In short months, Microsoft will end its extended support for Windows Server 2003, leaving organizations that don’t migrate to newer platforms without support, facing increased maintenance costs and possibly violating industry compliance standards.
For organizations that delayed updating their environments, what’s ahead may seem daunting, and it won’t be without challenges, but it also provides many opportunities for IT to modernize, according to IDC.
One hidden opportunity is the chance to look more closely at the implications of migrating applications to the cloud, possible benefits of a converged infrastructure, or to look more closely at your supporting physical infrastructure (UPS, Rack, Power Management).
The end to extended support for Windows Server 2003 on July 14, 2015 – mainstream support ended nearly five years ago in July 2010 – provides the perfect time to review and raise discussions around infrastructure and power. Think of it like checking smoke alarms when daylight savings time begins and ends. It’s always a good time to check, but now you have a trigger.
The phase out gives you an opportunity to look at:
- Check the batteries: UPS life expectancies fluctuate on several factors: placement, temperature, cycling, maintenance and battery chemistry and storage. Need something in here that speaks to changing the battery at least once during the life cycle of the UPS. Now is a perfect time to determine whether batteries are still under warranty – typically two years – require extended coverage or need to be replaced. Batteries are integral to the life of a UPS and you should, of course, make sure they support new technology.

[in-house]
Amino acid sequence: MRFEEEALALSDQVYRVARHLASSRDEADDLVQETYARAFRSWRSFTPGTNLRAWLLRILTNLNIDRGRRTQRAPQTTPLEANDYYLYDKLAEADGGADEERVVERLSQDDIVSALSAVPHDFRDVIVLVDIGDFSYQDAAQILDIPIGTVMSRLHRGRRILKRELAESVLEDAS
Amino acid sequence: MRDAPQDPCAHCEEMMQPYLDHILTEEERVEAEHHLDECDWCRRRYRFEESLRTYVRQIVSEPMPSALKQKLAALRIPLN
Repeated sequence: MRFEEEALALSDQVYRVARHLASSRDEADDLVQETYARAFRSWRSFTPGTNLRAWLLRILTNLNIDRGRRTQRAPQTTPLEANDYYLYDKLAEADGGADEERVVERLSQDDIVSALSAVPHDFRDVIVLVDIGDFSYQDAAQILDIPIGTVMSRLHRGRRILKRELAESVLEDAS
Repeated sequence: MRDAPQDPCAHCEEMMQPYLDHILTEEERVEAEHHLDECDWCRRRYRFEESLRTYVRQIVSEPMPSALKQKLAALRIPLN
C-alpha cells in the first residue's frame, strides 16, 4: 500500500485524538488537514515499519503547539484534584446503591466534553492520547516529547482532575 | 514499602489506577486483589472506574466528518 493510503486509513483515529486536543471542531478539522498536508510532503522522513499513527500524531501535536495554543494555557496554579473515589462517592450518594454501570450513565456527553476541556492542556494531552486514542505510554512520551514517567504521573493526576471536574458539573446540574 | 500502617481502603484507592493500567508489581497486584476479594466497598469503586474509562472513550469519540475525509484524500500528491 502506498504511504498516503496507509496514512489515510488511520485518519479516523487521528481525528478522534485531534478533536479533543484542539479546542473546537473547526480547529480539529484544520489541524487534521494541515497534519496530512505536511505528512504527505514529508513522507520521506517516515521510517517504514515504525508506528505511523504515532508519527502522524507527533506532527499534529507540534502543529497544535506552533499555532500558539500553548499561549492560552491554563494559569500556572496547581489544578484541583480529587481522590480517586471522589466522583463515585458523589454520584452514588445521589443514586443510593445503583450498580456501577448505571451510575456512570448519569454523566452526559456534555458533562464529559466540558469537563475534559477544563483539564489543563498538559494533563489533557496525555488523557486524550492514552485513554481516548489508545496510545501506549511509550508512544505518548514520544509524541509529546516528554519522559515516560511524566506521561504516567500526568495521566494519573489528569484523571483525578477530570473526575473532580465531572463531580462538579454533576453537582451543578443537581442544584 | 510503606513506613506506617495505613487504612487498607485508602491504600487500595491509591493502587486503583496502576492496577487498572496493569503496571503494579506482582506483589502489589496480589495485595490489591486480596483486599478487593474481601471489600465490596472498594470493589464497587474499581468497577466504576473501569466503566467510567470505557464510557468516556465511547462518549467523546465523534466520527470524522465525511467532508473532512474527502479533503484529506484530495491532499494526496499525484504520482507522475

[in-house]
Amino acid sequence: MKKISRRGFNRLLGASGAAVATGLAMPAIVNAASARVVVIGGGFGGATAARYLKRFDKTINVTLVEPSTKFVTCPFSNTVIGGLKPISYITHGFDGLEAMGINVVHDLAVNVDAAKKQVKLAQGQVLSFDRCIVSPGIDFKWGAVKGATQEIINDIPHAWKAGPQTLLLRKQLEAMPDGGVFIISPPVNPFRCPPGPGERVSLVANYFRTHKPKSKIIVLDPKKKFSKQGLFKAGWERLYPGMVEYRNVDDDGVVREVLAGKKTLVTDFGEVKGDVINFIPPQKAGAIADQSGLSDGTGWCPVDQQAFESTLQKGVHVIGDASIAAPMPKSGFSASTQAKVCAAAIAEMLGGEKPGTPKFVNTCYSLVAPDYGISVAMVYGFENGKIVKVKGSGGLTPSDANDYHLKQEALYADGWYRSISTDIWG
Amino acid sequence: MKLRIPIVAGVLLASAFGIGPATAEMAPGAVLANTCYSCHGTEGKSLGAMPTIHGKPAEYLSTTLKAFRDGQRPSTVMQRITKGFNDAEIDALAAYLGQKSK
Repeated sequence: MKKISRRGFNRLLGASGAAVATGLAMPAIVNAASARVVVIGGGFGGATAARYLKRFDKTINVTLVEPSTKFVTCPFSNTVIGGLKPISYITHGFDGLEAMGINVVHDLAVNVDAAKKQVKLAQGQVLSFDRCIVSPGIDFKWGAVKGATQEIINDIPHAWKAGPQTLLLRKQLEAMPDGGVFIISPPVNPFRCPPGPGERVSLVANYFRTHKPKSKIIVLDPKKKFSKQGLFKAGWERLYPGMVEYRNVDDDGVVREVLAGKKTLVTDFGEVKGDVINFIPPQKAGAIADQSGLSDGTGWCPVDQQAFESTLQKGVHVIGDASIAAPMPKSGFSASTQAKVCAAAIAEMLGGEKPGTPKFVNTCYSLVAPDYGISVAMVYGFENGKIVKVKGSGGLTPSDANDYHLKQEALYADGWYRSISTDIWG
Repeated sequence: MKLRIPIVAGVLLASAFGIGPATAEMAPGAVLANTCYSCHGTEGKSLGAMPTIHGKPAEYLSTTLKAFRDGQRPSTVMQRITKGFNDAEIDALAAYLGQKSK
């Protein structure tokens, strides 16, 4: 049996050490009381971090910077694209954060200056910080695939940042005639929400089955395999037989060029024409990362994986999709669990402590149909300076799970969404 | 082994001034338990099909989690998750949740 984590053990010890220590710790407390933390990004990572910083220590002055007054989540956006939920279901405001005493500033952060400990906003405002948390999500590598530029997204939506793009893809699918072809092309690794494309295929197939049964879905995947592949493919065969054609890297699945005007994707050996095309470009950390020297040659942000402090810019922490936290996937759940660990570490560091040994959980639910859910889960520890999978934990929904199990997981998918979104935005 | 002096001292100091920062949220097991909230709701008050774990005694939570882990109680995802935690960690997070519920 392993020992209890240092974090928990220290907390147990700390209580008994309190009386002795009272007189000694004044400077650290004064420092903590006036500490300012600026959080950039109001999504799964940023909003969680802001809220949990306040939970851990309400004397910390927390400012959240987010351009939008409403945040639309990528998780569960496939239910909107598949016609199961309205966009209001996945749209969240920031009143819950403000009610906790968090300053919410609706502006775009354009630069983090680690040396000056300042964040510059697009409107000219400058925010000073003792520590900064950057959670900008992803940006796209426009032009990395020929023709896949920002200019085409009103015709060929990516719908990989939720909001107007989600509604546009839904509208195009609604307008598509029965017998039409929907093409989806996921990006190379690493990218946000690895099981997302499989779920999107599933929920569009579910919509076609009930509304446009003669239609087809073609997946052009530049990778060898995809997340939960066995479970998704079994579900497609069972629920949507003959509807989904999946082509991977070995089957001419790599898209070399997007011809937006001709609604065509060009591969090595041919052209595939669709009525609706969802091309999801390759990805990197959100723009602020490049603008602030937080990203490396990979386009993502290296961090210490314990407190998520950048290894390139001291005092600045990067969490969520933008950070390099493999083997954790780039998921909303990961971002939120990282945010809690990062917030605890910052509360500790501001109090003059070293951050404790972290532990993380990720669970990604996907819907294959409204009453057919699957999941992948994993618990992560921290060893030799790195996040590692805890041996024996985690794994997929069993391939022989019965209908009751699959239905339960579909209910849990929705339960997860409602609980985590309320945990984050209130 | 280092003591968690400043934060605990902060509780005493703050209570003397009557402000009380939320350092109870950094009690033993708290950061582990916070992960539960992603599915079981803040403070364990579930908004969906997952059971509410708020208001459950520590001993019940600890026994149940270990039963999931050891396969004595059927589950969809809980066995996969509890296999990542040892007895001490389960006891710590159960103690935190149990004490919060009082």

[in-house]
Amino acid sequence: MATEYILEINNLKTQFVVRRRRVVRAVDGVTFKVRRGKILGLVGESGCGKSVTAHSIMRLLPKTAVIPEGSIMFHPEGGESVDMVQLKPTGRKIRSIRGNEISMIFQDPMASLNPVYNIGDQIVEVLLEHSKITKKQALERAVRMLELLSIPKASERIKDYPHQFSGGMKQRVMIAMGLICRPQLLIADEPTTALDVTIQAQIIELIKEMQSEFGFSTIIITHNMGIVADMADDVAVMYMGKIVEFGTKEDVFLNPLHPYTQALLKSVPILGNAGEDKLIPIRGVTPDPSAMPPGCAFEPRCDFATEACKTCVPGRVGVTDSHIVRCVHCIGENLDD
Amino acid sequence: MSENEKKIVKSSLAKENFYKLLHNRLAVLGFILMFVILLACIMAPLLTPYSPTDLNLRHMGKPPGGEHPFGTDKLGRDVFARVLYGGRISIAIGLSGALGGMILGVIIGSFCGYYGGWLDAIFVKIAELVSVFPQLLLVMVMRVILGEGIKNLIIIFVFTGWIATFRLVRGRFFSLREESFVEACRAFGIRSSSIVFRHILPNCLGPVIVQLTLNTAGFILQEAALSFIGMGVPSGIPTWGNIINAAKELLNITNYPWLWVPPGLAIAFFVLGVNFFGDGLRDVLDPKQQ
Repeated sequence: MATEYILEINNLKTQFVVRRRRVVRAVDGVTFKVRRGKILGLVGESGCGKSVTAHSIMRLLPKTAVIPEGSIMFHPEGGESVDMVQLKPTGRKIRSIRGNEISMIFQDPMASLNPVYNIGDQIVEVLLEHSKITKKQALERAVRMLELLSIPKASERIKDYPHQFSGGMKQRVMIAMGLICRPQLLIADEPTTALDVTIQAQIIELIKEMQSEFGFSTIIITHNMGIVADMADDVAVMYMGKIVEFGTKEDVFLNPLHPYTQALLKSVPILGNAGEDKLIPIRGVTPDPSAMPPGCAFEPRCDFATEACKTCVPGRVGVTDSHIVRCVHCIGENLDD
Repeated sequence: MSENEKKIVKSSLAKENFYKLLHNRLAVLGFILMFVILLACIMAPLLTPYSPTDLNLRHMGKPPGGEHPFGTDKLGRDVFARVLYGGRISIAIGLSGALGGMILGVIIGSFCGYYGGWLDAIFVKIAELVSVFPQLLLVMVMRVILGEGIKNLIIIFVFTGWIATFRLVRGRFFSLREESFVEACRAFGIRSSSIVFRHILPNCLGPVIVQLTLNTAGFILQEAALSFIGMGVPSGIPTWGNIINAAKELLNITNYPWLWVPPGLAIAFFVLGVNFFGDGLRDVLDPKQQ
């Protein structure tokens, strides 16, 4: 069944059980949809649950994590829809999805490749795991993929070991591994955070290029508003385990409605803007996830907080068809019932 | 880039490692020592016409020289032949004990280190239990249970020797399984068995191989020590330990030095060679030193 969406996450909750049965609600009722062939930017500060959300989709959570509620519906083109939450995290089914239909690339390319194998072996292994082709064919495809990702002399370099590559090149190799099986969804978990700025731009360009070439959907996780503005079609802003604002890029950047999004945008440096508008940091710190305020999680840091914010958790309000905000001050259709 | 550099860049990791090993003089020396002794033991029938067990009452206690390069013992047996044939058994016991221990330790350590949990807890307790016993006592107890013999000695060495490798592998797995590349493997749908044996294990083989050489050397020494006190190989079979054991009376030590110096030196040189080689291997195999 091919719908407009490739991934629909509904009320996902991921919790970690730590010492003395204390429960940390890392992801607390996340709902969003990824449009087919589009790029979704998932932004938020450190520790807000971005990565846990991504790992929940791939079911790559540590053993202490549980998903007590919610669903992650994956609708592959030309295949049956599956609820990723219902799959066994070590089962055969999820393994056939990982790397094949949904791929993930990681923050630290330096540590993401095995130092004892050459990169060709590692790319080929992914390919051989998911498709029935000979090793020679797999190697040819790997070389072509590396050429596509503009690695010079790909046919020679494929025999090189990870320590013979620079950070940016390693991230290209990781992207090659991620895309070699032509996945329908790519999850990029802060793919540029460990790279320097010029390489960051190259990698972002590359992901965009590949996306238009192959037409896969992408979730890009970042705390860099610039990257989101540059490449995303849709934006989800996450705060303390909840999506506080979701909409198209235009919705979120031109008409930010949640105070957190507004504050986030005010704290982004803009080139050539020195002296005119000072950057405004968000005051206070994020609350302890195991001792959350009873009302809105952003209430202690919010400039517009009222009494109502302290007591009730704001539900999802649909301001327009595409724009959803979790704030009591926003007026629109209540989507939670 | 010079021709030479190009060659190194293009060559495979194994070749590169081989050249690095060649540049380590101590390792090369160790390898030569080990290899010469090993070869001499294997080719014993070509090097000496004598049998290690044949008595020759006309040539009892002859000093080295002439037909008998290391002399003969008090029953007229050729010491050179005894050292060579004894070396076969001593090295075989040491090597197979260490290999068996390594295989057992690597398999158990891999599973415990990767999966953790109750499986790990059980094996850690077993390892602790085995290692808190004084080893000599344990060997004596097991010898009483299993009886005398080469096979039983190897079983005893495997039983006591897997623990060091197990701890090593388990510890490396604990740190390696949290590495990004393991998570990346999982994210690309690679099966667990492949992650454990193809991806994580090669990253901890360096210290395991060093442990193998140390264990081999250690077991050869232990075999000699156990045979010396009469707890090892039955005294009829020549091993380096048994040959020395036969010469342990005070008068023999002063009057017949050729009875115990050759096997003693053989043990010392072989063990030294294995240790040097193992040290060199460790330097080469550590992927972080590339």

- Network connectivity: Upgrading on-premise equipment may not be ideal for every organization. Your current infrastructure transition could accompany moving some data off-premise through a private, public or hybrid cloud or to a co-located data center. If that’s the case you will need to look at how to maintain critical networking equipment in order to keep a reliable connection to those off-premise servers.
- UPSs versus compatibility: Many legacy UPSs aren’t cut out for the demands of today’s equipment. Compatibility is already top of mind with your platform migration, and it should also be when looking at your fleet of UPSs. Improvements to UPS firmware and features in recent years have ramped UPSs up to best support today’s complex infrastructures and software. This is where you could talk about the new on-lines if you want.
- Extended warranties: Something here that highlights the extended warranties you might want to purchase when buying a new UPS or one that is within the warranty period to align your UPS warranty with your IT gear, making them coterminous
These are just a few critical considerations to make while you’re modernizing your server infrastructure. Remember a chain is as strong as its weakest link, and the most modern infrastructure in the world can be handicapped by inefficient or worse, incompatible, power performance.